Renata is a director and screenwriter and created the award-winning Empoderadas webseries, and a screenwriter for the Pedro e Bianca series shown on the TV Cultura television network. She is winner of the 2013 International Emmy Kids Awards as well as the 2013 Prix Jeunesse Iberoamericano and 2014 Prix Jeunesse International awards. Included in her film credits are the short films Aquém das Nuvens and Sem Asas, which she wrote and directed. She also coordinated the development of the series Rua Nove as well as the the 1st Encounter of Black Women of Audiovisual. If all of this weren’t enough, she also writes for the Globo TV novela (soap opera) Malhação – Viva a Diferença, which won an Emmy Kids Internacional award.
Nicácio is founder of Rosza Filmes, an independent production company in the Bahia’s Recôncavo region. In the Quadro a Quadro project, she participates in cinematographic workshops and film club activities in public schools in the region. Her award-winning film Café com Canela was shown in nine states across Brazil and was part of the Rotterdam International Film Festival as well as winning Best Film honors at the 50th annual Festival de Brasília do Cinema Brasileiro. With her victory at the Prêmio Petrobras de Cinema (Petrobras Cinema Award), the film would earn another distribution deal, which is another major hurdle for black filmakers in Brazil. Canela opened the 21st Mostra Tiradentes, was part of the 41st Mostra Internacional de Cinema de São Paulo and earned awards at the XIII Panorama Internacional Coisa de Cinema as well as the 9th Semana dos Realizadores.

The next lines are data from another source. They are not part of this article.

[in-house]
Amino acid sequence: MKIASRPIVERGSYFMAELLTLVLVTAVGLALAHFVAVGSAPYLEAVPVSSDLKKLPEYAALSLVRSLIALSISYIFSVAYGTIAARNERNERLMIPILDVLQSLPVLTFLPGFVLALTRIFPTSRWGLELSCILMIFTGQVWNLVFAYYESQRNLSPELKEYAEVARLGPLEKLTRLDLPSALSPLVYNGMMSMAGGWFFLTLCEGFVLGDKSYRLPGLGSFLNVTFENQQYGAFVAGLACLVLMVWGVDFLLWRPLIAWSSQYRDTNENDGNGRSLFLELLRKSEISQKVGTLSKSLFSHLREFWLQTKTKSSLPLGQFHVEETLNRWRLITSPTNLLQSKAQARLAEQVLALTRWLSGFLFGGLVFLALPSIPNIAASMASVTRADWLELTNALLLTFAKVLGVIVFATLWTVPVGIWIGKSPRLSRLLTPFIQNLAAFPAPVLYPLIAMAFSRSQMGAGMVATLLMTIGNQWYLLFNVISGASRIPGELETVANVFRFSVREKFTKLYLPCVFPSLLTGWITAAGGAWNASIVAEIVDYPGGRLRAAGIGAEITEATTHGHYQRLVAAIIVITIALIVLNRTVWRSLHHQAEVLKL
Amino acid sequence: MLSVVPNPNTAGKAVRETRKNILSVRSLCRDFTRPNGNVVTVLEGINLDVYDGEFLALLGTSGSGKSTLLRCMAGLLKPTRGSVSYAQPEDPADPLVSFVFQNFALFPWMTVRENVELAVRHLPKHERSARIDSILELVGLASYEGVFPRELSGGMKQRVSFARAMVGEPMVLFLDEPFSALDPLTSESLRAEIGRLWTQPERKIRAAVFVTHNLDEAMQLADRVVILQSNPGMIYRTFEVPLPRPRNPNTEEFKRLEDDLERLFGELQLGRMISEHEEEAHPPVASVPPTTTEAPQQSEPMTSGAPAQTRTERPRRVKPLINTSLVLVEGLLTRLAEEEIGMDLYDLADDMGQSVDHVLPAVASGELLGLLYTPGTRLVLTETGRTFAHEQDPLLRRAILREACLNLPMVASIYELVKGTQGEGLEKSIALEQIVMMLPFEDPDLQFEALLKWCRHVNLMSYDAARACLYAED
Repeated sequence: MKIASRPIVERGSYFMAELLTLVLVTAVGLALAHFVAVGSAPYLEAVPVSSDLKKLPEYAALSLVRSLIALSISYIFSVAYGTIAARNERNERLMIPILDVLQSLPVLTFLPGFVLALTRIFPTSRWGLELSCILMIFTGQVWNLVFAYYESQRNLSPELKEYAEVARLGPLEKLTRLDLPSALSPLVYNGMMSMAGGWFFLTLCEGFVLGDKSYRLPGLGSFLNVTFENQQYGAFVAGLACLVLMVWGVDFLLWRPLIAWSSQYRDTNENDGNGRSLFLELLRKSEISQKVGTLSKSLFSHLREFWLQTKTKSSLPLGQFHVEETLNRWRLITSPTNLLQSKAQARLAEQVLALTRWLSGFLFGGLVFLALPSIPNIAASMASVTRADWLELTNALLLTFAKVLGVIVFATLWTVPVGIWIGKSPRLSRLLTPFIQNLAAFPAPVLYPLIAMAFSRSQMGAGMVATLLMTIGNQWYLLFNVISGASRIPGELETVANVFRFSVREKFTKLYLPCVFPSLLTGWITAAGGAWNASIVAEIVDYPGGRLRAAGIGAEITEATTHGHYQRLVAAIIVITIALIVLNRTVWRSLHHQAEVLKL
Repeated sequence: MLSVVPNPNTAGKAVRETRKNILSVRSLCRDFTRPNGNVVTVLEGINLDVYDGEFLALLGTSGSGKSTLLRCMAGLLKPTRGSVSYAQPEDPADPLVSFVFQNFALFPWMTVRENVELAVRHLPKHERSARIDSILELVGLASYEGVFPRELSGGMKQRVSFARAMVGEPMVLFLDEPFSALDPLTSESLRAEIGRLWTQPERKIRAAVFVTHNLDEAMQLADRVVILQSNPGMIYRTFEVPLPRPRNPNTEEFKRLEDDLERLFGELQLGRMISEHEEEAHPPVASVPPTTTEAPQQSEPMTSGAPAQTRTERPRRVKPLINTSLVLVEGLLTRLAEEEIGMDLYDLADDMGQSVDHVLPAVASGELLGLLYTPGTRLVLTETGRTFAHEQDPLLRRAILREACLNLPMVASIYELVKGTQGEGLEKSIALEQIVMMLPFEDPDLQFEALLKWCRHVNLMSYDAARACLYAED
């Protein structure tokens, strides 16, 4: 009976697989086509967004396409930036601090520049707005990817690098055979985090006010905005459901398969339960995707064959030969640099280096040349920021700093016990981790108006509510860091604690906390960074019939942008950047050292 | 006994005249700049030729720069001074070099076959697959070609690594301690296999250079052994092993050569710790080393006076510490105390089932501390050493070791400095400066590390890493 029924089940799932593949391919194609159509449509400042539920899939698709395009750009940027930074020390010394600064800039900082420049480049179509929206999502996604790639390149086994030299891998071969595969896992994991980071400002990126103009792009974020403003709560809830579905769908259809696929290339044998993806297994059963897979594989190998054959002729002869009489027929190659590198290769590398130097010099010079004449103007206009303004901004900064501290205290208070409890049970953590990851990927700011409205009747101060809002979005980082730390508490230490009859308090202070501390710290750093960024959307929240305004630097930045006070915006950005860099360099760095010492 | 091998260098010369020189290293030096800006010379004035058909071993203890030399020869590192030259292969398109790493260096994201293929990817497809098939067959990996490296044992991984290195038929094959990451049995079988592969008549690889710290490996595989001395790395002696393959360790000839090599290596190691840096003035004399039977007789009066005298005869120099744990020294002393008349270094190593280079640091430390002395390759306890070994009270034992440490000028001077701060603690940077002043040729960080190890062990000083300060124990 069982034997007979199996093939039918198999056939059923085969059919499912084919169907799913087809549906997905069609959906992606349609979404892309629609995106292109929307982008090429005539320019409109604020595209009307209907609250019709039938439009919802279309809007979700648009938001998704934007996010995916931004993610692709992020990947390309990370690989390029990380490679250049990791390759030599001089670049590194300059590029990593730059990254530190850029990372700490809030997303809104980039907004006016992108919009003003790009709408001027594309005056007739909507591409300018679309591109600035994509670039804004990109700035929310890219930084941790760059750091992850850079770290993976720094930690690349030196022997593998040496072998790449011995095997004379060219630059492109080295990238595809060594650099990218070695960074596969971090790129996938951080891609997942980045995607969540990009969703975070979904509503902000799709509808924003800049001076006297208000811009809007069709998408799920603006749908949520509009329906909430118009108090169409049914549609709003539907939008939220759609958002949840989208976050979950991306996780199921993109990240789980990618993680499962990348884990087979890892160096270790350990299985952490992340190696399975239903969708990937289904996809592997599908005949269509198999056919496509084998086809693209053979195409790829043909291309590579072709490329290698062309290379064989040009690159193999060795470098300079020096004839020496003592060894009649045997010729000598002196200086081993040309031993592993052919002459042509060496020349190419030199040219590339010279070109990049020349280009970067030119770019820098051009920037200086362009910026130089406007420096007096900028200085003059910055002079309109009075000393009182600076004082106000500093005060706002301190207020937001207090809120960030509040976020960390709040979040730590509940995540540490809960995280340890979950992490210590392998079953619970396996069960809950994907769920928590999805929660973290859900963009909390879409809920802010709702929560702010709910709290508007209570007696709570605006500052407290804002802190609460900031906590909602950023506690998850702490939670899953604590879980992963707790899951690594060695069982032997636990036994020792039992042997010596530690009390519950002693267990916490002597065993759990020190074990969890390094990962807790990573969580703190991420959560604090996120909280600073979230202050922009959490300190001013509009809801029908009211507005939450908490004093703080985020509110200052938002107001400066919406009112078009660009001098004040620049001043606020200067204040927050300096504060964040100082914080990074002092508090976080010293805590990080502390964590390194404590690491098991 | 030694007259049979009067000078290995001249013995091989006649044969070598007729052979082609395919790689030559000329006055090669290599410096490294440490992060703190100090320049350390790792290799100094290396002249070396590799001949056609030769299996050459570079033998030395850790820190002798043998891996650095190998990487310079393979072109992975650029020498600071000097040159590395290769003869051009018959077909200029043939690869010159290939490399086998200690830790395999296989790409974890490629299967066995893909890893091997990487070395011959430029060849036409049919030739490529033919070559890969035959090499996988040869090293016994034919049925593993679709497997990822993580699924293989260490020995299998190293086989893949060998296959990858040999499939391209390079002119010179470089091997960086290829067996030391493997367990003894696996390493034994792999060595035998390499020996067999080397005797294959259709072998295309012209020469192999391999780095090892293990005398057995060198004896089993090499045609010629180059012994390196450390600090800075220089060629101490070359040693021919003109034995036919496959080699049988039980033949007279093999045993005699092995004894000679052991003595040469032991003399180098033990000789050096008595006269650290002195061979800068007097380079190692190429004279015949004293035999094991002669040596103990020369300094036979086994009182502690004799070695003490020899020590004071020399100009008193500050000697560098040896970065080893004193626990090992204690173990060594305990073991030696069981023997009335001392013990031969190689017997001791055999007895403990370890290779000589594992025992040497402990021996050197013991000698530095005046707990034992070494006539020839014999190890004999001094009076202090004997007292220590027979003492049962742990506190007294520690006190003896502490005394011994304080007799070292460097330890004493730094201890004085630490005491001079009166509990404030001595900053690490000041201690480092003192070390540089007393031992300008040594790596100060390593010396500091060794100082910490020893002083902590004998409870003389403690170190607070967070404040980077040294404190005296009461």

Camila is the director of the 2017 documentary O Caso do Homem Errado (The Case of the Wrong Man), which tells the story of Júlio César de Melo Pinto, a black man who was executed by police in the of Porto Alegre in 1987. The film was pre-selected for an Oscar and with its release, she became first black woman in 34 years to get her film shown in a commercial theater. Her latest production is the series “Nós Somos Pares”
Vicente is a director, producer and founder of Preta Portê Filmes. She studied cinema at the Fundação Armando Álvares Penteado (FAAP) and EICTV in Cuba. Her films have also been shown in several festivals, such as the Berlin Film Festival and the International Film Festival of Rotterdam. Her works have won 50 awards, including a 2015 co-production award at the 2015 Cannes Film Festival for the film A Terra e a sombra.
The aforementioned list of filmmakers is by no means expansive. There are simply too many talented Afro-Brazilians that have proven their talents in the world of cinema, which again highlights the difficulties and obstacles that Brazil places at the feet of its black population. So Antonia Pellegrino saying that the Marielle project doesn’t have the involvement of a black director because there are no “Brazilian Spike Lees” shows a few things. One, she must not have done any investigation on the subject. Film festivals all over the world have been honoring black Brazilian filmmakers for years. And two, her not being conscious of these people as an industry insider tells us a few things. One, she is either lying to save face after being called out, two, she doesn’t hold these directors in high regard or three, she is protecting a powerful, white elite of Brazilian cinema that continues to exclude black filmmakers from their circle.
Brazilian cinematic history is dominated by directors such as Nelson Pereira dos Santos, Cacá Diegues and Glauber Rocha. In the current generation of fillmakers, we see names such Walter Salles, Fernando Meirelles, the aforementioned José Padilha, Hector Babenco and João Moreira Salles. It is no coincidence that they are all men and all white. There is no question here that all of these directors are very competent and are capable of making compelling films. But the bottom line here is that, there are numerous potential “Brazilian Spike Lees”. They have already proven their talent as well; all they lack is opportunity and recognition.
With information courtesy of Revista Fórum, Mundo Negro and Hypeness